APPEAL FROM THE COURT OF APPEALS FOR THE EIGHTH CIRCUIT.
MR. JUSTICE SHIRAS delivered the opinion of the court.
The St. Joseph and Grand Island Railroad Company, in its petition filed in the Circuit Court of the United States for the District of Kansas against R. M. Steele, sheriff of Doniphan County, Kansas, alleged that the controversy in the case involved the construction of an act of Congress approved July 14, 1870, granting to the St. Joseph and Denver City Railroad Company the right to build a bridge and maintain the same across the Missouri River at or near St. Joseph, Missouri; and also of an act of Congress approved March 5, 1872, authorizing and empowering the St. Joseph Bridge Building Company to construct a bridge across the Missouri River at or near St. Joseph, Missouri; that said bridge was built under these acts, and that all of its revenue-producing facilities were derived therefrom, and that the controversy was over the right to tax this bridge.
But the other allegations of the bill disclose the case of a dispute arising under the taxing laws of the State of Kansas. One half of said bridge is within Doniphan County. On May 16, 1892, the railroad company returned to the auditor of the State a list and schedule of its property and railroad, including that part of said bridge. Thereupon the state board of railroad assessors for the State of Kansas duly assessed, for the purposes of taxation for the year 1892, all the property of
said railroad company; the county commissioners of Doniphan County, in pursuance of law, duly fixed and determined the amount of the tax which the railroad company was to pay for the year 1892; and the company duly paid the same to the treasurer of Doniphan County. Subsequently one George Manville, as trustee and assessor of Washington township in Doniphan County, made an assessment of that part of said bridge lying within said township, claiming that the same was subject to taxation in said township as an independent structure and as a toll bridge. Thereupon the county commissioners of Doniphan County, at their regular meeting in the month of June, 1892, acted upon said assessment, and, against the protest of the railroad company, levied upon said portion of the bridge lying within Washington township a tax for the year 1892.
The railroad company alleges in its bill that neither the county nor township authorities of Doniphan County have or had any authority or jurisdiction to assess and levy and taxes whatever upon the bridge property of the company in Doniphan County, but that the said state board of railroad assessors of Kansas had exclusive jurisdiction for assessing the said property of the company in said county, and asks for an injunction restraining the sheriff of said county from selling or offering for sale the said bridge property for the taxes so assessed against the same for the year 1892 by the local authorities of Doniphan County.
It thus appears that the railroad company does not claim that, by virtue of any provisions of the several acts of Congress under which the bridge was built, the company is exonerated from paying taxes on the same within the jurisdiction of the State of Kansas, but its contention is that the bridge is to be regarded as a component part of its railroad, and as such is only taxable by the state board of railroad assessors, and that the county and township authorities cannot legally tax the bridge as a toll bridge for local purposes. The question thus presented, as we understand it, is one to be decided by and under the laws of the State of Kansas. The power of that State to tax the bridge property is not denied, but the argument is made that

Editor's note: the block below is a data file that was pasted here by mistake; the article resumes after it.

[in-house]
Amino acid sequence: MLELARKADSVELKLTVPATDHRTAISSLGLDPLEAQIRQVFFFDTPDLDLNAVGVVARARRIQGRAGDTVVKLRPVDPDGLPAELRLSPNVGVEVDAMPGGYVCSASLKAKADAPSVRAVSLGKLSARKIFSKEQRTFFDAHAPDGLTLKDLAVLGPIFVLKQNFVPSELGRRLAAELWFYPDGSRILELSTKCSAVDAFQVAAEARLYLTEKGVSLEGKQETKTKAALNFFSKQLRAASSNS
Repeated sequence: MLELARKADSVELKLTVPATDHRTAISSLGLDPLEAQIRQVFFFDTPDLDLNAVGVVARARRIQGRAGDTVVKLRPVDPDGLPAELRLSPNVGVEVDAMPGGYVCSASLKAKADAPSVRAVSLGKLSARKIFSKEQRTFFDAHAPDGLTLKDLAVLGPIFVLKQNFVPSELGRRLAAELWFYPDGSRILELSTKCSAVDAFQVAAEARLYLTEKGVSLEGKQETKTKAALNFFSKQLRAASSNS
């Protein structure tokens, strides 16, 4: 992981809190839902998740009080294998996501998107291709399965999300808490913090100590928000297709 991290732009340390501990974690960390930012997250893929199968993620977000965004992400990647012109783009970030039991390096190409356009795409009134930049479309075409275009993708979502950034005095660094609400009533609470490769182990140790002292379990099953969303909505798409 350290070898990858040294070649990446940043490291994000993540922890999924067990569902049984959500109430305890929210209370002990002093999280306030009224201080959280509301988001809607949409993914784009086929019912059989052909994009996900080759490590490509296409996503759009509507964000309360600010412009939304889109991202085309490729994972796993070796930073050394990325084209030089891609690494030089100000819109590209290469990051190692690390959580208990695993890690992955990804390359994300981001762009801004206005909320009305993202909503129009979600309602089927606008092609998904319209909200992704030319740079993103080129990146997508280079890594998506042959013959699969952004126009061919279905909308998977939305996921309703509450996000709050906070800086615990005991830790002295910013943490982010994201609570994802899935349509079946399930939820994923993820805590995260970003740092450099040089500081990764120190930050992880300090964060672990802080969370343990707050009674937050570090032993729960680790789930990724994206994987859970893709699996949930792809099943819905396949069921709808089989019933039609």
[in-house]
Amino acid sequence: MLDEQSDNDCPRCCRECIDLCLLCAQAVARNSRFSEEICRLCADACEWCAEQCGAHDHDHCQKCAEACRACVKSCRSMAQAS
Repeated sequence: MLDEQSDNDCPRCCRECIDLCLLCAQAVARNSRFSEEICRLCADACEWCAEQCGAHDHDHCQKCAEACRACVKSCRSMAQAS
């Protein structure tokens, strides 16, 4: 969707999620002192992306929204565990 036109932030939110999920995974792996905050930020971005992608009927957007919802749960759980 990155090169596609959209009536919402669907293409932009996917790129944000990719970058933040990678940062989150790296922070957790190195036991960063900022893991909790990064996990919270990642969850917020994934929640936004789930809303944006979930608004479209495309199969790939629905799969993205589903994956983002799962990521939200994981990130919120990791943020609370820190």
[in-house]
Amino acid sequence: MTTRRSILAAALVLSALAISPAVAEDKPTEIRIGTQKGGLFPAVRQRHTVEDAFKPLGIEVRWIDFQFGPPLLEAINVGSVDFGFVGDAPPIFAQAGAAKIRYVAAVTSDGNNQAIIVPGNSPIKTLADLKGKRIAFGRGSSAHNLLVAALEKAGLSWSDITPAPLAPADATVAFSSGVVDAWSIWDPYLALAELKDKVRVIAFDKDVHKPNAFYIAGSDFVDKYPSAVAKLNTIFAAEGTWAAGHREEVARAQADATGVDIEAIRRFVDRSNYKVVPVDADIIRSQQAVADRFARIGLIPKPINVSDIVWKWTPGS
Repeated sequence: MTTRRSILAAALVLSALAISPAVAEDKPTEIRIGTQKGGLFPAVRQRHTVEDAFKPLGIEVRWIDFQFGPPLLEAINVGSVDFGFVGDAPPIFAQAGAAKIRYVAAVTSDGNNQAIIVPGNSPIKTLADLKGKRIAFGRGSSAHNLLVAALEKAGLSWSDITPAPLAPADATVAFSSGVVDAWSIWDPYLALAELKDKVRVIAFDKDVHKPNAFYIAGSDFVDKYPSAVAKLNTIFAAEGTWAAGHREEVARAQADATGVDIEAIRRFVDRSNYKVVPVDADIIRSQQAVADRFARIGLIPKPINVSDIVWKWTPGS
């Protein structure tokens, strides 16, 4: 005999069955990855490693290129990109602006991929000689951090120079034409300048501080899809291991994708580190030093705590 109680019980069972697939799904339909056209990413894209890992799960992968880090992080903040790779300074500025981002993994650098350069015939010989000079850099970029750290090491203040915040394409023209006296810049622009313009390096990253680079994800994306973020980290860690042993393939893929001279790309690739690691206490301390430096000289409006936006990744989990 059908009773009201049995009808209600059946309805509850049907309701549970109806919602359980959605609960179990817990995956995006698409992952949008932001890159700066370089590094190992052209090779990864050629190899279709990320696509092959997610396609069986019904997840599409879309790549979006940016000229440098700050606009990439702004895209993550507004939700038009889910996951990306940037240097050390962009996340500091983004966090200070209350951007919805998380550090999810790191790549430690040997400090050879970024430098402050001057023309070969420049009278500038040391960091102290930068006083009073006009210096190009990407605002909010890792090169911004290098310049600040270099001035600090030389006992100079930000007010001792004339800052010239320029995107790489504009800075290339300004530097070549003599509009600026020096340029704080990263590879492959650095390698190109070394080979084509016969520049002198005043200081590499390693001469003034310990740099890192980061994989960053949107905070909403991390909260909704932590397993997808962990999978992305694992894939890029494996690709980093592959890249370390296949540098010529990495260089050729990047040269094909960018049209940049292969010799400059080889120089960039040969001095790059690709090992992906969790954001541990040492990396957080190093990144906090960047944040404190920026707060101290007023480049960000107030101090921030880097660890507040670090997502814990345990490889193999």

the theory and true meaning of the state taxing laws is to restrict the exercise of that power to the state board of railroad assessors. The contention on the other side is that under the taxing laws of the State of Kansas it was proper for the state board to assess the railroad as an entirety, and for the county authorities to assess the bridge as an independent structure or toll bridge. This position is based on the dual character of the bridge, used, as it is, for both carrying the trains of the railroad company and vehicles and passengers who pay tolls. To give a Federal aspect to this question it is urged that the franchise to exact tolls was conferred on the original builders of the bridge by act of Congress. But this would not raise a Federal question unless it were claimed that, by reason of such grant, the bridge was exempted from state taxation. But the bill and argument of the railroad company, as we have seen, concede the right of the State to tax the bridge, but find fault with the method by which the taxing authorities, state and county, assessed the taxes for 1892, a question to be decided under the laws of Kansas.
We cannot accede to the proposition that, because the acts of Congress, which authorized the construction of the bridge in question, gave the right to build a railroad and toll bridge, the conceded power of the State to tax did not extend to the bridge in both aspects. Nor can we agree that the making of such a contention raised a Federal question of a character to confer original jurisdiction in the Circuit Court of the United States. Not every mere allegation of the existence of a Federal question in a controversy will suffice for that purpose. There must be a real substantive question, on which the case may be made to turn. Nor can jurisdiction be inferred argumentatively from the averments in the pleadings, but the averments should be positive. Hanford v. Davies, 163 U.S. 273, 279.
Finding no Federal question actually presented in the bill on which the Circuit Court could base the exercise of jurisdiction, we are now to inquire whether such jurisdiction can be found in the character of the ...